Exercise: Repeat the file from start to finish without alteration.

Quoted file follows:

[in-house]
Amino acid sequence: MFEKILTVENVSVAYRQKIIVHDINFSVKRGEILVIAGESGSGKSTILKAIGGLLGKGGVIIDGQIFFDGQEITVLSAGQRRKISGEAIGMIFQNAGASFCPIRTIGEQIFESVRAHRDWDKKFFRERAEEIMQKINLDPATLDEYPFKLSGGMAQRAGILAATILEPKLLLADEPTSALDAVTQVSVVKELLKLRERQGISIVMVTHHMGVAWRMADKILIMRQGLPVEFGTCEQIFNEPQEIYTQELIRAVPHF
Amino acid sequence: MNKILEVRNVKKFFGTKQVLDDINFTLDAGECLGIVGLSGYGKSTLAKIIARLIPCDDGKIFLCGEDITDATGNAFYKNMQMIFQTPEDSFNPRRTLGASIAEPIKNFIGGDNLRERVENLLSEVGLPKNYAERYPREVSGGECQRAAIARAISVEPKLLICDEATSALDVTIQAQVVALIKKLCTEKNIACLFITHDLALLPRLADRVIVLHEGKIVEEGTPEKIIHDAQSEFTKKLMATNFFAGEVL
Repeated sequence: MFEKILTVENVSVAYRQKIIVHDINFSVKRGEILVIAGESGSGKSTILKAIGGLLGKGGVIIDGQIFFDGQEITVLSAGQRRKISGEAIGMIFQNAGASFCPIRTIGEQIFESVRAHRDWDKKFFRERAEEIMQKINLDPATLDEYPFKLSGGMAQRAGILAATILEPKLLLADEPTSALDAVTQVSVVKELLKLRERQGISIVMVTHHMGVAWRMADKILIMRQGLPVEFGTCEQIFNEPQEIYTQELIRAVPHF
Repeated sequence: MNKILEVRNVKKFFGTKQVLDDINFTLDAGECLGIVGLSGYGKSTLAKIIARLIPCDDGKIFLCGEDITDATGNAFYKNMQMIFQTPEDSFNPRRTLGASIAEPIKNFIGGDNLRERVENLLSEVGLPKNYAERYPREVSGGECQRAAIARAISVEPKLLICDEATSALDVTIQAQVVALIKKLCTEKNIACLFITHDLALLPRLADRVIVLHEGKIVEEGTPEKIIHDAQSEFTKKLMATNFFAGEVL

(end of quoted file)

[in-house]
Amino acid sequence: MFEKILTVENVSVAYRQKIIVHDINFSVKRGEILVIAGESGSGKSTILKAIGGLLGKGGVIIDGQIFFDGQEITVLSAGQRRKISGEAIGMIFQNAGASFCPIRTIGEQIFESVRAHRDWDKKFFRERAEEIMQKINLDPATLDEYPFKLSGGMAQRAGILAATILEPKLLLADEPTSALDAVTQVSVVKELLKLRERQGISIVMVTHHMGVAWRMADKILIMRQGLPVEFGTCEQIFNEPQEIYTQELIRAVPHF
Amino acid sequence: MNKILEVRNVKKFFGTKQVLDDINFTLDAGECLGIVGLSGYGKSTLAKIIARLIPCDDGKIFLCGEDITDATGNAFYKNMQMIFQTPEDSFNPRRTLGASIAEPIKNFIGGDNLRERVENLLSEVGLPKNYAERYPREVSGGECQRAAIARAISVEPKLLICDEATSALDVTIQAQVVALIKKLCTEKNIACLFITHDLALLPRLADRVIVLHEGKIVEEGTPEKIIHDAQSEFTKKLMATNFFAGEVL
Repeated sequence: MFEKILTVENVSVAYRQKIIVHDINFSVKRGEILVIAGESGSGKSTILKAIGGLLGKGGVIIDGQIFFDGQEITVLSAGQRRKISGEAIGMIFQNAGASFCPIRTIGEQIFESVRAHRDWDKKFFRERAEEIMQKINLDPATLDEYPFKLSGGMAQRAGILAATILEPKLLLADEPTSALDAVTQVSVVKELLKLRERQGISIVMVTHHMGVAWRMADKILIMRQGLPVEFGTCEQIFNEPQEIYTQELIRAVPHF
Repeated sequence: MNKILEVRNVKKFFGTKQVLDDINFTLDAGECLGIVGLSGYGKSTLAKIIARLIPCDDGKIFLCGEDITDATGNAFYKNMQMIFQTPEDSFNPRRTLGASIAEPIKNFIGGDNLRERVENLLSEVGLPKNYAERYPREVSGGECQRAAIARAISVEPKLLICDEATSALDVTIQAQVVALIKKLCTEKNIACLFITHDLALLPRLADRVIVLHEGKIVEEGTPEKIIHDAQSEFTKKLMATNFFAGEVL